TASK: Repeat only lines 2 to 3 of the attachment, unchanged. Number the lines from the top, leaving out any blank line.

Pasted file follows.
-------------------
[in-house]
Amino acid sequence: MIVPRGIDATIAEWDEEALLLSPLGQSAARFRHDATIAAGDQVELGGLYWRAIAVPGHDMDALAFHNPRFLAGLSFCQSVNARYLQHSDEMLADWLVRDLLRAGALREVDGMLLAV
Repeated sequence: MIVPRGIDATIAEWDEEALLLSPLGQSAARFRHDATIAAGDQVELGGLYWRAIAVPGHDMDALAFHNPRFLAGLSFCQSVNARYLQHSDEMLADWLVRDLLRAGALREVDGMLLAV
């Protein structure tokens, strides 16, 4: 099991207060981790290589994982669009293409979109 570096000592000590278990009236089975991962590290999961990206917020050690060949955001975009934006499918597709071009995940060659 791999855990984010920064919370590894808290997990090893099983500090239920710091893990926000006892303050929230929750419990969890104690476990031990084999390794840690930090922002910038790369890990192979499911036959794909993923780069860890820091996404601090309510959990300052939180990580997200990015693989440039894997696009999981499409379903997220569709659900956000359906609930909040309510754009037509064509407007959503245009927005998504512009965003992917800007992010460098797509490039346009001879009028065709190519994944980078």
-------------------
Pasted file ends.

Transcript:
Amino acid sequence: MIVPRGIDATIAEWDEEALLLSPLGQSAARFRHDATIAAGDQVELGGLYWRAIAVPGHDMDALAFHNPRFLAGLSFCQSVNARYLQHSDEMLADWLVRDLLRAGALREVDGMLLAV
Repeated sequence: MIVPRGIDATIAEWDEEALLLSPLGQSAARFRHDATIAAGDQVELGGLYWRAIAVPGHDMDALAFHNPRFLAGLSFCQSVNARYLQHSDEMLADWLVRDLLRAGALREVDGMLLAV